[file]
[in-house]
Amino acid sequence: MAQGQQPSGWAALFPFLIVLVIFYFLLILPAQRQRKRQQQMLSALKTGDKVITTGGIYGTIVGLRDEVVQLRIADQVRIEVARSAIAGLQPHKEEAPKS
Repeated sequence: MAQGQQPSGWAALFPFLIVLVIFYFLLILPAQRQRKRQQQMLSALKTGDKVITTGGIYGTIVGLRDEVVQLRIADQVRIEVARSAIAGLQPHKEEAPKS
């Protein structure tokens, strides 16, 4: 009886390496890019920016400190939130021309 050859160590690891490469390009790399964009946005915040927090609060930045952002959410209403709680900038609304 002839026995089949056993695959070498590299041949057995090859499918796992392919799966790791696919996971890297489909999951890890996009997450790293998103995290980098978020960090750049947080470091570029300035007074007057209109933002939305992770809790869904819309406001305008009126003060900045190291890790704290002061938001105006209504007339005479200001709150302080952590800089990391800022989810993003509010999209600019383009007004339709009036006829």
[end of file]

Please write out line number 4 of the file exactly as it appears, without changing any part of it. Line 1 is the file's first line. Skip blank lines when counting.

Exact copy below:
């Protein structure tokens, strides 16, 4: 009886390496890019920016400190939130021309 050859160590690891490469390009790399964009946005915040927090609060930045952002959410209403709680900038609304 002839026995089949056993695959070498590299041949057995090859499918796992392919799966790791696919996971890297489909999951890890996009997450790293998103995290980098978020960090750049947080470091570029300035007074007057209109933002939305992770809790869904819309406001305008009126003060900045190291890790704290002061938001105006209504007339005479200001709150302080952590800089990391800022989810993003509010999209600019383009007004339709009036006829």